Are you better off? What the polls say.

In 1980, President Ronald Reagan famously asked Americans if they thought they were better off than they were four years ago. Gallup asked that same question this year and editor-in-chief Frank Newport discusses the results.

Sarah Gardner: President Reagan famously asked the question in 1980. And the Republicans are asking it this campaign season: Are you better off than you were four years ago? So, what's America really think? Joining us to talk about the "are you better off" question is Frank Newport. He's the editor-in-chief at Gallup and he's here for our regular Attitude Check. Frank, welcome back.

Frank Newport: Good to be with you.

Gardner: So here we have this seemingly simple question: Are you better off than you were four years ago? Your organization has asked people that question, what did you find?

Newport: We simply said, are you better off than you were four years ago or not? For registered voters across the country, a majority -- 55 percent -- said they were not better off than they were four years ago.

Gardner: Now other pollsters, unnamed pollsters out there, Frank have asked that same question and gotten different responses. Why is that?

Newport: You mean those nefarious other pollsters out there, not Gallup? Well it's not unusual in polling to ask questions in different ways. And the big distinction is that some other polling organization, well-meaning polling organizations, have given Americans a middle alternative, which is that the're the same as four years ago. And when pollsters do that, at least in the polls that I've seen, you still find that the plurality of Americans who make a choice say they are worse off rather than better off. But you have a bigger percent, or at least a sizeable percent, who will say oh yeah, I'm about the same as I was. But the tilt is always towards worse off rather than better off.

Gardner: Do you think they're just thinking about their pocketbooks, the bottom line? Or do you think that they may be thinking about other things in their lives. What do you assume, Frank, as a pollster, that they are basing their answer on?

Newport: We do know one thing. We do track Americans' perceptions of their personal life and their well-being and a lot of other things along those lines and those don't change nearly as much as their perception of what's going out there in the large world around them. So I don't think that Americans say when they are not better off than they were four years ago they're necessarily thinking about things in their personal life 'cause those generally are no a pretty steady keel. Most likely it has to do with these broader things that are going on in the economic, political, social environment -- the kind of things were talking about.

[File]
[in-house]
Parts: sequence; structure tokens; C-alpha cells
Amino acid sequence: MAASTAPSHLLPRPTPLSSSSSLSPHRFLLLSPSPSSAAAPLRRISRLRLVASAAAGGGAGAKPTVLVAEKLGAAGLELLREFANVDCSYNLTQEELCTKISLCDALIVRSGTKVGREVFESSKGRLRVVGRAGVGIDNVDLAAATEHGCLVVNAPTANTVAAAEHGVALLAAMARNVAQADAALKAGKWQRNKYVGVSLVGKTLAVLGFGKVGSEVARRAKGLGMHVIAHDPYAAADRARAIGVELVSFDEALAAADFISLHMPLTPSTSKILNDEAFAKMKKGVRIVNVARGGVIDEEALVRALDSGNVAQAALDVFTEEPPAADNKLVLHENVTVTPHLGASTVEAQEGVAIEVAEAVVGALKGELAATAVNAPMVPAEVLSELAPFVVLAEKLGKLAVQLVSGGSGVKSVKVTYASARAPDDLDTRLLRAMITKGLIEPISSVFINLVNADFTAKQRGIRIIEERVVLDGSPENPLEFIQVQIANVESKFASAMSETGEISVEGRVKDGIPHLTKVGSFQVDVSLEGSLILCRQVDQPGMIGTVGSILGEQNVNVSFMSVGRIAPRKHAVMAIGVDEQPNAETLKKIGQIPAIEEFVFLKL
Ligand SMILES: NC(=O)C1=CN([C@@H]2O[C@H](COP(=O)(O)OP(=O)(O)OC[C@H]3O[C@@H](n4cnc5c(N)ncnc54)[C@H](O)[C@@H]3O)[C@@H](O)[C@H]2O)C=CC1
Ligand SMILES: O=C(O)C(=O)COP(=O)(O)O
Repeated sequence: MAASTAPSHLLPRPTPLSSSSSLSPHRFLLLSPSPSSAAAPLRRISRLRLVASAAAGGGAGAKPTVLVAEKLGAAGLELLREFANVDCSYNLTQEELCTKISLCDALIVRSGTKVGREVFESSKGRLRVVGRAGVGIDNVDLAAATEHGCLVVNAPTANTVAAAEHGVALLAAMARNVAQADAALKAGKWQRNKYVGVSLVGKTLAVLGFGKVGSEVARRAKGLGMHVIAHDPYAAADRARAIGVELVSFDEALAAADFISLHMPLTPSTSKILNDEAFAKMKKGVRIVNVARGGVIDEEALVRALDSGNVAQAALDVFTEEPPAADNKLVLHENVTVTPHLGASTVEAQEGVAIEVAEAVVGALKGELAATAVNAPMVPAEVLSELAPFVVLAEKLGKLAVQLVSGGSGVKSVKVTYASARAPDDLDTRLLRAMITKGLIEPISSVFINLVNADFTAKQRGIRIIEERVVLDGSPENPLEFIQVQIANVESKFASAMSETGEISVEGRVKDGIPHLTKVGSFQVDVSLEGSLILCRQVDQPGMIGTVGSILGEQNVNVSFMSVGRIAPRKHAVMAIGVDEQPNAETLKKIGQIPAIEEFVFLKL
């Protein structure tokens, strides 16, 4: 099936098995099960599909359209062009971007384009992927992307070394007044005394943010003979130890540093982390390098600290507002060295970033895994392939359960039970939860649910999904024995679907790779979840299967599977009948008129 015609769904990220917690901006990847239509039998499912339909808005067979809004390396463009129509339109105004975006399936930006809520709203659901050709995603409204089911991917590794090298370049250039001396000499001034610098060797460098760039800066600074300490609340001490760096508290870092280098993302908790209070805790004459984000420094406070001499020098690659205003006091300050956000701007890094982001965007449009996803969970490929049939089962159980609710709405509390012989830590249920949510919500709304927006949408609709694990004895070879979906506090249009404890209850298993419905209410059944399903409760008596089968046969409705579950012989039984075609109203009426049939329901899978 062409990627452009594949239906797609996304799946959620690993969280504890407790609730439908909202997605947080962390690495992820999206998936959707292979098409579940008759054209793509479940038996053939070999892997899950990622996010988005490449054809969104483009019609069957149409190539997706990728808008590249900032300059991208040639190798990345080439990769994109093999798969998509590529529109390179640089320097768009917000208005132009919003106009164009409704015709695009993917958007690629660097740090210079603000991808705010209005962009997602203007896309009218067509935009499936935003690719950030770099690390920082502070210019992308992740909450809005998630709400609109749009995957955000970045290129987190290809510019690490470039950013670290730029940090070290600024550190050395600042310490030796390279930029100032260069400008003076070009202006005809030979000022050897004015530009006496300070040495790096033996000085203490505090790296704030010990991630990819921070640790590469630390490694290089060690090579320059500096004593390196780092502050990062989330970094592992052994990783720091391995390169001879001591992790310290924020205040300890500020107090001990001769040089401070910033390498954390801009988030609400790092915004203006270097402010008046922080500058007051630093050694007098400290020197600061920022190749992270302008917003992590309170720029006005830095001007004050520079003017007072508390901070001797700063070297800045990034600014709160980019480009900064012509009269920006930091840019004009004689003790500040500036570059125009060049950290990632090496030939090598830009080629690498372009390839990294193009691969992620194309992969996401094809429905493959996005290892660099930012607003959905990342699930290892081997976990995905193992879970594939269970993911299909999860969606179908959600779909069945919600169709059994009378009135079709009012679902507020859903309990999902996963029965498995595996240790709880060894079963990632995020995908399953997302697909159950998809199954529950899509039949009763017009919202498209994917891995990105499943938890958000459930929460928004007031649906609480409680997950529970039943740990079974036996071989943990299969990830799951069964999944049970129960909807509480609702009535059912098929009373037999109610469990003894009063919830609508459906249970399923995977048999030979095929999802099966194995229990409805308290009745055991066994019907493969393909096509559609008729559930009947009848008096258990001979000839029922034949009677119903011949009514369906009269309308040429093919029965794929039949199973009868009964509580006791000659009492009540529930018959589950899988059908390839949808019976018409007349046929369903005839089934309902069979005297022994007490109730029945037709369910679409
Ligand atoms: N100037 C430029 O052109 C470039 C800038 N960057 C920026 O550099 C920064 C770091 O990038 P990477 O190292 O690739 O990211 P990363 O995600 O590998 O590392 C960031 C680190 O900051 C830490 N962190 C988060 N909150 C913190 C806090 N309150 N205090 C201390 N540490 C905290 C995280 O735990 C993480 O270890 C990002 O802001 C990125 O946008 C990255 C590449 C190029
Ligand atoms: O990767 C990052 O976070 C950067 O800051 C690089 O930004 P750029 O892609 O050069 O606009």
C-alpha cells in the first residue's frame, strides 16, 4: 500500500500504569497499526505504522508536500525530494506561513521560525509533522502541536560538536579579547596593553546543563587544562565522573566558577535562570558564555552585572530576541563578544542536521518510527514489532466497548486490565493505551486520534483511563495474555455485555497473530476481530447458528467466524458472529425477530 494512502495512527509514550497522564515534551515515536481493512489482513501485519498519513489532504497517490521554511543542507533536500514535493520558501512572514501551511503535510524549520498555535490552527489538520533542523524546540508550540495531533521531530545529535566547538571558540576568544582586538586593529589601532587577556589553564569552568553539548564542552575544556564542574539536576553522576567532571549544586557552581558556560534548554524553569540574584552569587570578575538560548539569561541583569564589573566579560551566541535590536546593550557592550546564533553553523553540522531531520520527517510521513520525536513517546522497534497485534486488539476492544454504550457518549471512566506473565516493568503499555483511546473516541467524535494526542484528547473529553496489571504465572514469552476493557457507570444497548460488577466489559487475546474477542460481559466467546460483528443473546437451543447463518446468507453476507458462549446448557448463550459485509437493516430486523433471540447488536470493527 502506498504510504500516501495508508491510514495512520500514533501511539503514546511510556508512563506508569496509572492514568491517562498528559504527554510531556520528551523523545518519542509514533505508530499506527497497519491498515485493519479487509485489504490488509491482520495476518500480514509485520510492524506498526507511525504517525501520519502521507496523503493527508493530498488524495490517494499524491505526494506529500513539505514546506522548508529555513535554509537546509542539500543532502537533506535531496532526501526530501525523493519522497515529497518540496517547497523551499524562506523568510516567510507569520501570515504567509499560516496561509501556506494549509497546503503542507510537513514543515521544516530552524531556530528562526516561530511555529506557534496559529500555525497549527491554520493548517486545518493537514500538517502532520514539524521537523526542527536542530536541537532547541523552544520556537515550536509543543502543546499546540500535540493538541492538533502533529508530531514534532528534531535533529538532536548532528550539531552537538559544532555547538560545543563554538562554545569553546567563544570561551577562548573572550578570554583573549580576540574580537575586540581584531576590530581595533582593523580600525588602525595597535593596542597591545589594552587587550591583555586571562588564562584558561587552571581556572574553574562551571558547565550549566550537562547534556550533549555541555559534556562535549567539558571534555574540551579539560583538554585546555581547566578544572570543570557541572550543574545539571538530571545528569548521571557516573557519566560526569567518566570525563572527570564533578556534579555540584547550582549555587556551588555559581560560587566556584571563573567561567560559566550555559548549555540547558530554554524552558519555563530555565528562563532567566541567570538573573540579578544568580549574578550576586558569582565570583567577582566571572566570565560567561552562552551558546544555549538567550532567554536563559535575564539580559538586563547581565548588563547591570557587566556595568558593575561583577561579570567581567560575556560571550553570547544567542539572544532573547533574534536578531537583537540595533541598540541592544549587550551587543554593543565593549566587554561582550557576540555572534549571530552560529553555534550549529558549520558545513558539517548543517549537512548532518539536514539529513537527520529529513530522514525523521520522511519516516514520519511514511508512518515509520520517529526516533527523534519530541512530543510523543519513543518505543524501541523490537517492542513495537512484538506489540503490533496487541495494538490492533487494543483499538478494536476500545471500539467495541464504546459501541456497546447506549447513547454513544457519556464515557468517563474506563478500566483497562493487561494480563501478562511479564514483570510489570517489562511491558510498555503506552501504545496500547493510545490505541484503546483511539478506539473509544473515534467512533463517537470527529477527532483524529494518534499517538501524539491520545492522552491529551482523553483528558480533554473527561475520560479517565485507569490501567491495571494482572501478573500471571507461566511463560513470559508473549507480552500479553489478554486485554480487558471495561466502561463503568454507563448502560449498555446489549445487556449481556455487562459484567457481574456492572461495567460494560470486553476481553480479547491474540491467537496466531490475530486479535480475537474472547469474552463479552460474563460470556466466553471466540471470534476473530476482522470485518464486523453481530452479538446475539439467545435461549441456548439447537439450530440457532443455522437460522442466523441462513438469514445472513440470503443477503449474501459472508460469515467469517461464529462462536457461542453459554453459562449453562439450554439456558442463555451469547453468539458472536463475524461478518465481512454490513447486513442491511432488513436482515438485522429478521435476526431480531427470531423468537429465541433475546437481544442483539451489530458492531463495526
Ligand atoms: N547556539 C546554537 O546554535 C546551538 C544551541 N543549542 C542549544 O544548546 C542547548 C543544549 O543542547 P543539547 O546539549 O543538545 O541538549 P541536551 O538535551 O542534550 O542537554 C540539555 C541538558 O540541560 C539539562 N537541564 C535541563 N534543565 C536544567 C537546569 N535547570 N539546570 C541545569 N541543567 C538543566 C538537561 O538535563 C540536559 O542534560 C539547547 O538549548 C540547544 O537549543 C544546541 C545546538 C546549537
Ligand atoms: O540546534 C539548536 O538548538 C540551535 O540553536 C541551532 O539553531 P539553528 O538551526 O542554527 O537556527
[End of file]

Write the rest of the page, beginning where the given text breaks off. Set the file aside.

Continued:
Gardner: So Frank, let me be a pollster for a minute and put you on the spot. Are you better off than you were four years ago?

Newport: Absolutely the same as I was four years ago because we are now in the middle of a political campaign, which is pollster heaven. We love it when there's all this conflict going on that we can measure public opinion about and back four years ago we were in the middle of a presidential election at that point, so I was perfectly happy then and I'm perfectly happy now. How's that for answer?

Gardner: Very good answer, Frank. Frank Newport is the editor-in-chief of Gallup.

Newport: My pleasure.


We did our own little poll here asking that same question: whether you're better off now than you were four years ago and here's what you told us on Facebook.

Jason Worley: I am not. 4 years ago, I had a good job doing engineering & design work for a local GM automotive supply plant. That plant closed in 2009, and I lost that job. In my current job, I do similar work, but for less pay with longer hours....but, I'm thankful that I am employed.

Faith Abbott-Bowden: I wish I could say I was but, because we haven't had raises in 3 years the answer is no. The few extra dollars in our pay thanks to the tax breaks does not offset the increase in gas, electric, home heating oil, propane. Groceries alone have risen for us $25-$35 per week in the past 3 years while purchasing basically the same items. We are unfortunately having to charge any extra like a close to home vaca, car repairs, home repairs and plan on paying the card another month or few. The worst was having my husbands company purchased by Italians who changed his health ins and we now have a $6000.00 deductable which we have met the past two years we have had it. WE would have been ok if not for the insurance issue which has been a huge fiancial strain.

Jon Eisenberg: This question is so selfish. What happened to "Ask not what your country can do for you - ask what you can do for your country"? That said, the country is one heck of a lot better off than it was in 2008 when the incompetent George W. Bush was president, we were deeply engaged in two (unfunded) wars and our economy was hemorrhaging 400-800K jobs every month.

Just a few of our listeners who all wrote on our Facebook page voiced by some of our Marketplace crew. Tell us what you think about whether you're better off now than you were four years ago and why.

About the author

Frank Newport, Ph.D., is the editor-in-chief at Gallup and appears regularly on Marketplace.

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